Standard Laboratory Tests (SLTs)

The cascade model (although now replaced by the cellular model of haemostasis) is quite useful and educational to understand the basis and the differences between standard lab tests (SLTs) and viscoelastic haemostatic assays (VHA) such as Thromboelastography (TEG®) or Rotational Thromboelastometry (ROTEM®)

Activated Partial Thromboplastin Time (aPTT) is the time needed for plasma to clot in a matrix after activation of the “intrinsic” or contact pathway and the common coagulation pathway. It is actually the necessary time for the haemostatic system to provide the first fibrin monomers after activation of the intrinsic pathway.  Citrated plasma is being used along with added activators (like ellagic acid, silicon dioxide or kaolin) and cofactors (phospholipids and Ca2+). After an initial preincubation with the activators on a negative charged surface (from which it is often called “contact system”), plasma factor XII (FXII) is activated followed by FXI activation. The recalcification of the system leads to activation of FIX, FX, FII (prothrombin to thrombin) and finally FI (fibrinogen) to fibrin. The time spent for this sequence in seconds represents APTT. It is the pathway mainly affected by the presence of heparin or heparin like drugs.

Prothrombin Time (PT) represents the initiation of the “extrinsic” pathway of coagulation and is the time for plasma to clot after the addition of tissue factor (FIII) in supraphysiologic concentrations. As in APTT measurement, citrated plasma is used and mixed with heparin (to inactivate the intrinsic pathway), cofactors (phospholipids and Ca2+) and recombinant human tissue factor as activator.

Prothrombin ratio (PR) is the ratio of patient’s PT /control plasma while International Normalized Ratio (INR) was introduced in an attempt to standardize the PT. In its original manifestation, the PT was very variable because different thromboplastins, necessary for the measurement, were non-standardized and derived from many varied sources. Thromboplastin is a lab reagent equivalent to tissue factor (FIII) and can activate the extrinsic coagulation pathway. PTs performed on the identical specimen by different laboratories were inconsistent. The concept behind the INR is that differences between the thromboplastins are accounted for by a calculation:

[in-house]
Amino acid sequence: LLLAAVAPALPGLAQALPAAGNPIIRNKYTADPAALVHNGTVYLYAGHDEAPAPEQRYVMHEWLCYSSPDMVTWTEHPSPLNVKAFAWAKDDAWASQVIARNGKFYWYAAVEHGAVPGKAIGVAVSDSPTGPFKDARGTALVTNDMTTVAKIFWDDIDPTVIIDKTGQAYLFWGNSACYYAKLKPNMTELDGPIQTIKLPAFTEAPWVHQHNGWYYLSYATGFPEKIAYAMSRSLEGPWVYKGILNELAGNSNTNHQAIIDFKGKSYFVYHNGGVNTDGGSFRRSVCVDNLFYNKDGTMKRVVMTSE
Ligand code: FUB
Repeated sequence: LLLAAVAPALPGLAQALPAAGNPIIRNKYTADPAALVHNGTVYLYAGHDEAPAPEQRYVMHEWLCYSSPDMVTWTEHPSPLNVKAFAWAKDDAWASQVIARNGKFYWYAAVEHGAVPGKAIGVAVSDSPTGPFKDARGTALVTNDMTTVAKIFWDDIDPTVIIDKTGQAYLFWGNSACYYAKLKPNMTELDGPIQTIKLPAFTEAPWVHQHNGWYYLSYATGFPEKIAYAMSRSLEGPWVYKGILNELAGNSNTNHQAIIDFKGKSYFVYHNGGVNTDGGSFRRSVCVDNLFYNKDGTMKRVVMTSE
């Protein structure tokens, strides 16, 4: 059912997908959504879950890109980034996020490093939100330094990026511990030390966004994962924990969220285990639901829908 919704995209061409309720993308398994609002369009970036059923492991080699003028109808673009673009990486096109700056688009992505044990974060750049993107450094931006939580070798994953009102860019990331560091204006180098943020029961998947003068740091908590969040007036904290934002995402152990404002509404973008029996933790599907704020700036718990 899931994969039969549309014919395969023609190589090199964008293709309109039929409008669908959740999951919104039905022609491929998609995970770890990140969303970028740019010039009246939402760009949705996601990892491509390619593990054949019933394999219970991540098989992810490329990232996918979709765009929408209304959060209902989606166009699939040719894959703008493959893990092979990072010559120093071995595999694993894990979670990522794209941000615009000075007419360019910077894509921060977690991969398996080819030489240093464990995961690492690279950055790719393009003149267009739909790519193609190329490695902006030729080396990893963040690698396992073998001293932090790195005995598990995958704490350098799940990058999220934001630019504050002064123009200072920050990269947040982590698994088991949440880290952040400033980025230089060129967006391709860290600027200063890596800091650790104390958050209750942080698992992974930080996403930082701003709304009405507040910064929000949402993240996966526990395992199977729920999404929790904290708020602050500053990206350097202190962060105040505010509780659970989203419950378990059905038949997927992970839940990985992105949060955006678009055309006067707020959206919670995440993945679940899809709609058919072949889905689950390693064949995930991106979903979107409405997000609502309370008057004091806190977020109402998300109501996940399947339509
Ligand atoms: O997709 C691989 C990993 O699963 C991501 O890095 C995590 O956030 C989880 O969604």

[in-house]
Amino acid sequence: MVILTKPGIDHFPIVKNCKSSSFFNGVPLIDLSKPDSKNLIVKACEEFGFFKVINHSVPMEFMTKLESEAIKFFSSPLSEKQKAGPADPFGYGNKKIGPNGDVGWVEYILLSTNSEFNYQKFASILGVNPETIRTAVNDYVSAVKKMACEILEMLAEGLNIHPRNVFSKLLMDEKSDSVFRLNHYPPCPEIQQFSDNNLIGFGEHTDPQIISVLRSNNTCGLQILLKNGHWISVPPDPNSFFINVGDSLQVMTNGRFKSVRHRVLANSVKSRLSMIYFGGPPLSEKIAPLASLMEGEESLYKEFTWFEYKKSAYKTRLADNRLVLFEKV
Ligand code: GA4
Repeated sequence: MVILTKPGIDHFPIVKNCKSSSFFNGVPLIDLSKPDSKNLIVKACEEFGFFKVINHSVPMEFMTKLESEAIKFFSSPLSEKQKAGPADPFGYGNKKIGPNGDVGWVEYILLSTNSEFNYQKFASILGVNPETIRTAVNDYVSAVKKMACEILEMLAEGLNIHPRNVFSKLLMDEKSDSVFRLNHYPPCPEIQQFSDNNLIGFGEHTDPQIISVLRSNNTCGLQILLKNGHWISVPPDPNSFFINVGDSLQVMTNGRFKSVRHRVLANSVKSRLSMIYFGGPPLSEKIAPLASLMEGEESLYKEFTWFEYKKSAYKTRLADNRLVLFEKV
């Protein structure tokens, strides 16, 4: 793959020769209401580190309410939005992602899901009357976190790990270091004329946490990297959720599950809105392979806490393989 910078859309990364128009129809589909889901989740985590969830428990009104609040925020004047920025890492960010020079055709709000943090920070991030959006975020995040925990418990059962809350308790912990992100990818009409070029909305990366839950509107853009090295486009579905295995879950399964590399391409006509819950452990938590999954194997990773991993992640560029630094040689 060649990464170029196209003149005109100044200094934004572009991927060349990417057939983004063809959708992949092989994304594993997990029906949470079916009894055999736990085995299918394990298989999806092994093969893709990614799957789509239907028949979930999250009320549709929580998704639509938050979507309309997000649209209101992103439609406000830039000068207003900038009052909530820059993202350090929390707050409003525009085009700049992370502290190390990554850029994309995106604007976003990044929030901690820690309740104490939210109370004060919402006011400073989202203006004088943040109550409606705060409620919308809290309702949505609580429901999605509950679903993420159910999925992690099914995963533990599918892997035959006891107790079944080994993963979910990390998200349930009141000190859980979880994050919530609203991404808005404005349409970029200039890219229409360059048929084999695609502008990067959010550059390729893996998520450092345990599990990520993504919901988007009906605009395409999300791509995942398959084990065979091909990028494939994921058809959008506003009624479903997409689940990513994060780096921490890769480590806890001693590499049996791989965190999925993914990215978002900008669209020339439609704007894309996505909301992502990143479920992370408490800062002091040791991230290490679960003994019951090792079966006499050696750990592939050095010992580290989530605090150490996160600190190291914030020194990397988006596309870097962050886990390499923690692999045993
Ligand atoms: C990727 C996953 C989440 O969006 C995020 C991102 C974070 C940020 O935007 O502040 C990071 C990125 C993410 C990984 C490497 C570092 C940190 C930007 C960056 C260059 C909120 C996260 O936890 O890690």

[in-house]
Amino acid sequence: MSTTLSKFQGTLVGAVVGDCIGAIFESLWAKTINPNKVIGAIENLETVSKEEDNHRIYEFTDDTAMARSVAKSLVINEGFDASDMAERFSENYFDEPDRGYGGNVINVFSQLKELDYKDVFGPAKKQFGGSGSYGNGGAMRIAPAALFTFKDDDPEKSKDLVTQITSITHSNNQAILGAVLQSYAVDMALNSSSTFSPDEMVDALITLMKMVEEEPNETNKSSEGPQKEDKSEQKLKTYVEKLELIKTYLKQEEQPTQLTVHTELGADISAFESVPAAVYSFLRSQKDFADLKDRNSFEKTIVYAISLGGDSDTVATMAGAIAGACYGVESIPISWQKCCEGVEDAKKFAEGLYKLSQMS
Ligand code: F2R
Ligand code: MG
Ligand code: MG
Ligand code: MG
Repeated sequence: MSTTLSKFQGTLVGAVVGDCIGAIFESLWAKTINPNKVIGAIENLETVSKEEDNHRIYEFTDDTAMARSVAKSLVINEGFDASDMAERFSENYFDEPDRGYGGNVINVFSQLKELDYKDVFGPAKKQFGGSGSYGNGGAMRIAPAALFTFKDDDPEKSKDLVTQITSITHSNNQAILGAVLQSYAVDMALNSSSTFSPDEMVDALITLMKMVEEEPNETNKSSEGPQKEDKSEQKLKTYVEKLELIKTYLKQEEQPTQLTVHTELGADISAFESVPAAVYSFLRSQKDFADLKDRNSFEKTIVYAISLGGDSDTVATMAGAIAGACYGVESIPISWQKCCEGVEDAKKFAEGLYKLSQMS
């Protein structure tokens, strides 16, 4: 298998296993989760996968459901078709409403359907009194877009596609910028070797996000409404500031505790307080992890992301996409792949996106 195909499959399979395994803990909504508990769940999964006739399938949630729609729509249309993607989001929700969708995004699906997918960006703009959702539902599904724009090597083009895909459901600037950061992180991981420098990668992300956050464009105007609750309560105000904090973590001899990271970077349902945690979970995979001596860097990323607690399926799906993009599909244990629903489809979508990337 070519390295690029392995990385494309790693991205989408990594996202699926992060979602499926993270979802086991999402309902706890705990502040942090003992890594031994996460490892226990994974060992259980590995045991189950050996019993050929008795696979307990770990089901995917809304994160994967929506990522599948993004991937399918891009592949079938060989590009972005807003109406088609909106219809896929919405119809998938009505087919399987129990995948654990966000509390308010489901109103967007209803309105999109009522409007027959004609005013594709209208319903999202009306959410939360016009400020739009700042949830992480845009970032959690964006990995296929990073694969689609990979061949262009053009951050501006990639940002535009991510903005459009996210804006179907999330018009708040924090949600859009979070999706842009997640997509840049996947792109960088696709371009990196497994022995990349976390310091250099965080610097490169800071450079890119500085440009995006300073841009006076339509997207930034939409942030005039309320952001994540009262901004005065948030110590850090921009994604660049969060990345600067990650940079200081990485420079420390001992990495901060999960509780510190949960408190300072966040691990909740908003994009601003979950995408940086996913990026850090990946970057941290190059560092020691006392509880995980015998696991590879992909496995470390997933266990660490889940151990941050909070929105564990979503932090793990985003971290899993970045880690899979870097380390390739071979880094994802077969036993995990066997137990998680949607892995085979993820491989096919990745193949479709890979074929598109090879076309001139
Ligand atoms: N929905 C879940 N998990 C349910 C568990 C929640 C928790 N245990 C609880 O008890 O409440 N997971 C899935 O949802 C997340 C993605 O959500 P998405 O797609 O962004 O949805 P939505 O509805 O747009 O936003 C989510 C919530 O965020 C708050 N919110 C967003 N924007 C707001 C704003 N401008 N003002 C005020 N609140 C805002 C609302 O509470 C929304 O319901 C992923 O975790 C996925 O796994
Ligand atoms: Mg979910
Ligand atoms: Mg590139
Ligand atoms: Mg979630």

INR= [patient’s PT / normal MNPT)]ISI  – international sensitivity index

The INR has no units (it is a ratio) and is determined to one decimal scale. The first step of the INR calculation is to “normalize” the PT by comparing it to the mean normal prothrombin time (MNPT), the geometric mean of the prothrombin times of the healthy adult population. In the second step, this ratio is raised to a power designated as the ISI (international sensitivity index). The ISI is a function of the thromboplastin reagent. Two groups of data are used to derive the ISI (i) normal healthy individuals and (ii) patients stabilized on warfarin. Paired PT data are obtained from multiple samples using both the working thromboplastin reagent and the international thromboplastin standard. It becomes evident that INR has been developed to provide guidance for the treatment of patients receiving warfarin anticoagulants and not as mean of the global haemostatic function of the patient.

Thrombin Time (TT) assesses in time the final common pathway and is useful for heparin detection (indirect action) and anticoagulants detection with direct anti-FIIa (thrombin) effect (like dabigatran).

Activated clotting/coagulation time (ACT) is the whole blood ability to form a visible fibrin monomer in a glass tube and used in the OR or at the bedside for patients receiving intravenous  heparin anticoagulation (e.g. under extracorporeal circulation or continuous haemofiltration). ACT could be considered as POC testing method assessing heparin action, protamin overdose, platelet lack/dysfunction, or factors deficiency. Nevertheless, ACT provides no specific information about the nature of the haemostatic problem like viscoelastic assays.

Fibrinogen (FIB) plasma levels measurement according to Clauss method, is the commonest way for fibrinogen quantitative measurement, nevertheless it is based on the thrombin Clotting Time (CT): Diluted plasma is clotted with a high concentration of thrombin at 37 °C and the CT is measured. The result is compared with a calibration curve of a reference plasma sample of known FIB concentration to give a result in g/L. Most laboratories use an automated method.

Platelet count (PLT) is a purely quantitative measure and cannot detect pre-existing, drug-induced or perioperative acquired PLT dysfunction.

In general, SLTs use samples of citrate plasma and not whole blood, with activators +/- cofactors and other additives, Ca ++ (FIV), PLTs (as“activated “ surfaces), FV, FVIII, Fibrinogen (FI) (as substrate) with an end point of time measurement until the first fibrin monomers formation  (at the very beginning of thrombin generation). Since clot formation is completed with fibrin polymerization and stabilization, there are two “blind” spots in this type of measurement: problems or deficiency of FXIII or FvW (von Willebrand) are not covered. On the other hand, hyperfibrinolysis, one of the most common issues during acute bleeding of any pathology, is not detected, which may be detrimental if neglected.